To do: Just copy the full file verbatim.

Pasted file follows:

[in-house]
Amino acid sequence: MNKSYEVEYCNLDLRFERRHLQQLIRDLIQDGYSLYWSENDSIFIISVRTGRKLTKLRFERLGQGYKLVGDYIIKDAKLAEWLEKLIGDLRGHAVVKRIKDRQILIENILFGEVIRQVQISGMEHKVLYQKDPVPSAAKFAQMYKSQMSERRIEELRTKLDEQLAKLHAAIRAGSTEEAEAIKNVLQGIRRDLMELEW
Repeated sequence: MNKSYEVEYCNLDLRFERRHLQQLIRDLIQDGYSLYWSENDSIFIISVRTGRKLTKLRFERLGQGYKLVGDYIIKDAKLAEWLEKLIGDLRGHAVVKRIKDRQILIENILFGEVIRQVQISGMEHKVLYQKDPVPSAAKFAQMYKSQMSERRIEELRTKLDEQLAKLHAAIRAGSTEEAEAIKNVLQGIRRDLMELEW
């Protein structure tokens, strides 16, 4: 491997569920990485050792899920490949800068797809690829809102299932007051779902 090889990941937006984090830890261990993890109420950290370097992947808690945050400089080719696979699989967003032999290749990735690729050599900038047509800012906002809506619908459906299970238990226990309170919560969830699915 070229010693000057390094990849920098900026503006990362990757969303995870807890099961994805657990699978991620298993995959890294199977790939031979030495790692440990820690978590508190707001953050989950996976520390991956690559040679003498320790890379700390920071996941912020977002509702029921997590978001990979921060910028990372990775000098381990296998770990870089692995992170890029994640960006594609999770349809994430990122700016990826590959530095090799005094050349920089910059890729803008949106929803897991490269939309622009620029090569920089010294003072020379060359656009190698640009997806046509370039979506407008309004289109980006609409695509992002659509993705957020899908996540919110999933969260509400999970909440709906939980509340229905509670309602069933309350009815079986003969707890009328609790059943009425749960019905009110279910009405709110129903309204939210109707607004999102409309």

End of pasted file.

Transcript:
[in-house]
Amino acid sequence: MNKSYEVEYCNLDLRFERRHLQQLIRDLIQDGYSLYWSENDSIFIISVRTGRKLTKLRFERLGQGYKLVGDYIIKDAKLAEWLEKLIGDLRGHAVVKRIKDRQILIENILFGEVIRQVQISGMEHKVLYQKDPVPSAAKFAQMYKSQMSERRIEELRTKLDEQLAKLHAAIRAGSTEEAEAIKNVLQGIRRDLMELEW
Repeated sequence: MNKSYEVEYCNLDLRFERRHLQQLIRDLIQDGYSLYWSENDSIFIISVRTGRKLTKLRFERLGQGYKLVGDYIIKDAKLAEWLEKLIGDLRGHAVVKRIKDRQILIENILFGEVIRQVQISGMEHKVLYQKDPVPSAAKFAQMYKSQMSERRIEELRTKLDEQLAKLHAAIRAGSTEEAEAIKNVLQGIRRDLMELEW
């Protein structure tokens, strides 16, 4: 491997569920990485050792899920490949800068797809690829809102299932007051779902 090889990941937006984090830890261990993890109420950290370097992947808690945050400089080719696979699989967003032999290749990735690729050599900038047509800012906002809506619908459906299970238990226990309170919560969830699915 070229010693000057390094990849920098900026503006990362990757969303995870807890099961994805657990699978991620298993995959890294199977790939031979030495790692440990820690978590508190707001953050989950996976520390991956690559040679003498320790890379700390920071996941912020977002509702029921997590978001990979921060910028990372990775000098381990296998770990870089692995992170890029994640960006594609999770349809994430990122700016990826590959530095090799005094050349920089910059890729803008949106929803897991490269939309622009620029090569920089010294003072020379060359656009190698640009997806046509370039979506407008309004289109980006609409695509992002659509993705957020899908996540919110999933969260509400999970909440709906939980509340229905509670309602069933309350009815079986003969707890009328609790059943009425749960019905009110279910009405709110129903309204939210109707607004999102409309």